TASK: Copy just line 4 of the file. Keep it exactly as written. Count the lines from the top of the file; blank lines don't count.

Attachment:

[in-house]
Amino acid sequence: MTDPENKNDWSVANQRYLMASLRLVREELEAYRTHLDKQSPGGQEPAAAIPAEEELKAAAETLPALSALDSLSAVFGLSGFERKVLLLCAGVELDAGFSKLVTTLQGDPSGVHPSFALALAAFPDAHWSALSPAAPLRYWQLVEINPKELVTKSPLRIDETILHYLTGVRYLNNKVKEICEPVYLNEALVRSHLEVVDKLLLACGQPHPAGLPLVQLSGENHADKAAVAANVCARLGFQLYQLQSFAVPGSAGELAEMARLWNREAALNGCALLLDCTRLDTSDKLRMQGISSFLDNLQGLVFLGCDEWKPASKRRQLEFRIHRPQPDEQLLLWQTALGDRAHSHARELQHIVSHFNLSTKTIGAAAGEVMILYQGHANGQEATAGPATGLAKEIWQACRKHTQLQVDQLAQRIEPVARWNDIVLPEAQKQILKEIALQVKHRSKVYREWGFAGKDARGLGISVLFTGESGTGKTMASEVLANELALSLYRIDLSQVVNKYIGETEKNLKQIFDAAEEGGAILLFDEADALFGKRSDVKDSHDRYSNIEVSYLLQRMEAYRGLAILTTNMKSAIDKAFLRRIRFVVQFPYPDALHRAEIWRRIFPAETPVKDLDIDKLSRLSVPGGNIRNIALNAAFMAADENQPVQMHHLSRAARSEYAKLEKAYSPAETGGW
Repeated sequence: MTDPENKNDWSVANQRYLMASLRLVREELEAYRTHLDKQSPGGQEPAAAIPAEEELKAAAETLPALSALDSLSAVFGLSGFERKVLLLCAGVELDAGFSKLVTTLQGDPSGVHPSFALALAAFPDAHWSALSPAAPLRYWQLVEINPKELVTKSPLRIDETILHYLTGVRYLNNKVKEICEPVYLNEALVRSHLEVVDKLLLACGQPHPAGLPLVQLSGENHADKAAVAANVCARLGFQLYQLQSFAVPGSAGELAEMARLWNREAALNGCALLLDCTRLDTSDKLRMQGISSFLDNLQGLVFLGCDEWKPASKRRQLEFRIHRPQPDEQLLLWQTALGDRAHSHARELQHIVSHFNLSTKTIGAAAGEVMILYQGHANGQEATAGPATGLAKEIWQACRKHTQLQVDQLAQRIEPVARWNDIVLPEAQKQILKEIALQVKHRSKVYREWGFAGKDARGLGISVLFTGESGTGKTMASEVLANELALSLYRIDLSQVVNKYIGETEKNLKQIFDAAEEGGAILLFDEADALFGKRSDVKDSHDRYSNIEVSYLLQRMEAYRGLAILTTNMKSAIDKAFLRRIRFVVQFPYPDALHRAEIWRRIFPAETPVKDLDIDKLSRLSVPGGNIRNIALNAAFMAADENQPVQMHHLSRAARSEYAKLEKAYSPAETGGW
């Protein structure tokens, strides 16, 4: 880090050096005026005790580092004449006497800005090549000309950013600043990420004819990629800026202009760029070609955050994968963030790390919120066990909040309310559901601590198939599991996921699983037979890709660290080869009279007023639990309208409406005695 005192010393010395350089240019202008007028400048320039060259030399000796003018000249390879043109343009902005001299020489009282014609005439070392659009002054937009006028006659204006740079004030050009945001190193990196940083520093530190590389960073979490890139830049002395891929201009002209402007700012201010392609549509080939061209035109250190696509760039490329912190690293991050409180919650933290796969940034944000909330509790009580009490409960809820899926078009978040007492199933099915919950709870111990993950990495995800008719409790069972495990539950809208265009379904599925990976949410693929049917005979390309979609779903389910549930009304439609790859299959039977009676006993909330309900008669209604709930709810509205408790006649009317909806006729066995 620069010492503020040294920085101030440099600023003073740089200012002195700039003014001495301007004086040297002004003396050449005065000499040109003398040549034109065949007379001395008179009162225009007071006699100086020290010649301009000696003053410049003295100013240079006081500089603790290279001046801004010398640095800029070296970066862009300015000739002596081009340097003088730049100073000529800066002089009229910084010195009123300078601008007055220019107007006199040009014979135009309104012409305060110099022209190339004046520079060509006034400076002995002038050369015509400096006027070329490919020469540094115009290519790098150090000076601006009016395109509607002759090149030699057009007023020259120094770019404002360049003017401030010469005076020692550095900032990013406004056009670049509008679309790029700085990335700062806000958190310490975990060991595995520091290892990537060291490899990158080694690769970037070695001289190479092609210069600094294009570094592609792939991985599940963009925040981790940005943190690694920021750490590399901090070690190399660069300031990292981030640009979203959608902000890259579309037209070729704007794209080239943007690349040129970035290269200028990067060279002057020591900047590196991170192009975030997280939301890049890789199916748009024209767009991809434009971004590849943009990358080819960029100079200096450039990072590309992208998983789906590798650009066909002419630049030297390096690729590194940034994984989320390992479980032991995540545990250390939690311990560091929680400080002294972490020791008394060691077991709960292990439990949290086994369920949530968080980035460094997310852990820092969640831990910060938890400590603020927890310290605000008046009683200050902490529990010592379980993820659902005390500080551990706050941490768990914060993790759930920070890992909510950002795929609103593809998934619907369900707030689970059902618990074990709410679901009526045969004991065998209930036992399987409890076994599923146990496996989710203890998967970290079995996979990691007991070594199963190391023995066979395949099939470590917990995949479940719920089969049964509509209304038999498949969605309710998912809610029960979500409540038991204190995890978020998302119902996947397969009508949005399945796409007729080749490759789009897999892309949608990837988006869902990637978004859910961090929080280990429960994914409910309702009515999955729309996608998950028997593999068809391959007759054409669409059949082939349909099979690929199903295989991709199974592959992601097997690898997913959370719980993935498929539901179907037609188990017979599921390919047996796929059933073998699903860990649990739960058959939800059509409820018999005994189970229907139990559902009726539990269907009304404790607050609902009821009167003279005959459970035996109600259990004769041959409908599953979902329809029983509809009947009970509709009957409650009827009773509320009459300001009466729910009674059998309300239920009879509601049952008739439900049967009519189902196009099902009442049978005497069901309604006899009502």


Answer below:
């Protein structure tokens, strides 16, 4: 880090050096005026005790580092004449006497800005090549000309950013600043990420004819990629800026202009760029070609955050994968963030790390919120066990909040309310559901601590198939599991996921699983037979890709660290080869009279007023639990309208409406005695 005192010393010395350089240019202008007028400048320039060259030399000796003018000249390879043109343009902005001299020489009282014609005439070392659009002054937009006028006659204006740079004030050009945001190193990196940083520093530190590389960073979490890139830049002395891929201009002209402007700012201010392609549509080939061209035109250190696509760039490329912190690293991050409180919650933290796969940034944000909330509790009580009490409960809820899926078009978040007492199933099915919950709870111990993950990495995800008719409790069972495990539950809208265009379904599925990976949410693929049917005979390309979609779903389910549930009304439609790859299959039977009676006993909330309900008669209604709930709810509205408790006649009317909806006729066995 620069010492503020040294920085101030440099600023003073740089200012002195700039003014001495301007004086040297002004003396050449005065000499040109003398040549034109065949007379001395008179009162225009007071006699100086020290010649301009000696003053410049003295100013240079006081500089603790290279001046801004010398640095800029070296970066862009300015000739002596081009340097003088730049100073000529800066002089009229910084010195009123300078601008007055220019107007006199040009014979135009309104012409305060110099022209190339004046520079060509006034400076002995002038050369015509400096006027070329490919020469540094115009290519790098150090000076601006009016395109509607002759090149030699057009007023020259120094770019404002360049003017401030010469005076020692550095900032990013406004056009670049509008679309790029700085990335700062806000958190310490975990060991595995520091290892990537060291490899990158080694690769970037070695001289190479092609210069600094294009570094592609792939991985599940963009925040981790940005943190690694920021750490590399901090070690190399660069300031990292981030640009979203959608902000890259579309037209070729704007794209080239943007690349040129970035290269200028990067060279002057020591900047590196991170192009975030997280939301890049890789199916748009024209767009991809434009971004590849943009990358080819960029100079200096450039990072590309992208998983789906590798650009066909002419630049030297390096690729590194940034994984989320390992479980032991995540545990250390939690311990560091929680400080002294972490020791008394060691077991709960292990439990949290086994369920949530968080980035460094997310852990820092969640831990910060938890400590603020927890310290605000008046009683200050902490529990010592379980993820659902005390500080551990706050941490768990914060993790759930920070890992909510950002795929609103593809998934619907369900707030689970059902618990074990709410679901009526045969004991065998209930036992399987409890076994599923146990496996989710203890998967970290079995996979990691007991070594199963190391023995066979395949099939470590917990995949479940719920089969049964509509209304038999498949969605309710998912809610029960979500409540038991204190995890978020998302119902996947397969009508949005399945796409007729080749490759789009897999892309949608990837988006869902990637978004859910961090929080280990429960994914409910309702009515999955729309996608998950028997593999068809391959007759054409669409059949082939349909099979690929199903295989991709199974592959992601097997690898997913959370719980993935498929539901179907037609188990017979599921390919047996796929059933073998699903860990649990739960058959939800059509409820018999005994189970229907139990559902009726539990269907009304404790607050609902009821009167003279005959459970035996109600259990004769041959409908599953979902329809029983509809009947009970509709009957409650009827009773509320009459300001009466729910009674059998309300239920009879509601049952008739439900049967009519189902196009099902009442049978005497069901309604006899009502």